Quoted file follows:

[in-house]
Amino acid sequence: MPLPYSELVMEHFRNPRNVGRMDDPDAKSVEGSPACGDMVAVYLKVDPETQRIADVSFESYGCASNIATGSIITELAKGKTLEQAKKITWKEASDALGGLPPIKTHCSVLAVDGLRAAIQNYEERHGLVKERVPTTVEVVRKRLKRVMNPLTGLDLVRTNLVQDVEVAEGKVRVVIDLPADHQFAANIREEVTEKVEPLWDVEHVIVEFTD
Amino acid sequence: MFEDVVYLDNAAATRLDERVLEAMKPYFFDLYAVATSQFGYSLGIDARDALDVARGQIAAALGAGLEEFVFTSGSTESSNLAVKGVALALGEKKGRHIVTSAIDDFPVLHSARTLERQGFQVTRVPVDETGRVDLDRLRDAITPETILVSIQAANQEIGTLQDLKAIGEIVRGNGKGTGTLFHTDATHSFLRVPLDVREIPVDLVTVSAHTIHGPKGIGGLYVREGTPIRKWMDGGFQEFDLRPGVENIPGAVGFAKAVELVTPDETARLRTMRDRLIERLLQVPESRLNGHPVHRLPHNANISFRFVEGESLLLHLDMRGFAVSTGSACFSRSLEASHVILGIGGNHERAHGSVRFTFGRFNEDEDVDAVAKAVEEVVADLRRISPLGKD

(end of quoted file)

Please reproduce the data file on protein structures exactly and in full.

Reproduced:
[in-house]
Amino acid sequence: MPLPYSELVMEHFRNPRNVGRMDDPDAKSVEGSPACGDMVAVYLKVDPETQRIADVSFESYGCASNIATGSIITELAKGKTLEQAKKITWKEASDALGGLPPIKTHCSVLAVDGLRAAIQNYEERHGLVKERVPTTVEVVRKRLKRVMNPLTGLDLVRTNLVQDVEVAEGKVRVVIDLPADHQFAANIREEVTEKVEPLWDVEHVIVEFTD
Amino acid sequence: MFEDVVYLDNAAATRLDERVLEAMKPYFFDLYAVATSQFGYSLGIDARDALDVARGQIAAALGAGLEEFVFTSGSTESSNLAVKGVALALGEKKGRHIVTSAIDDFPVLHSARTLERQGFQVTRVPVDETGRVDLDRLRDAITPETILVSIQAANQEIGTLQDLKAIGEIVRGNGKGTGTLFHTDATHSFLRVPLDVREIPVDLVTVSAHTIHGPKGIGGLYVREGTPIRKWMDGGFQEFDLRPGVENIPGAVGFAKAVELVTPDETARLRTMRDRLIERLLQVPESRLNGHPVHRLPHNANISFRFVEGESLLLHLDMRGFAVSTGSACFSRSLEASHVILGIGGNHERAHGSVRFTFGRFNEDEDVDAVAKAVEEVVADLRRISPLGKD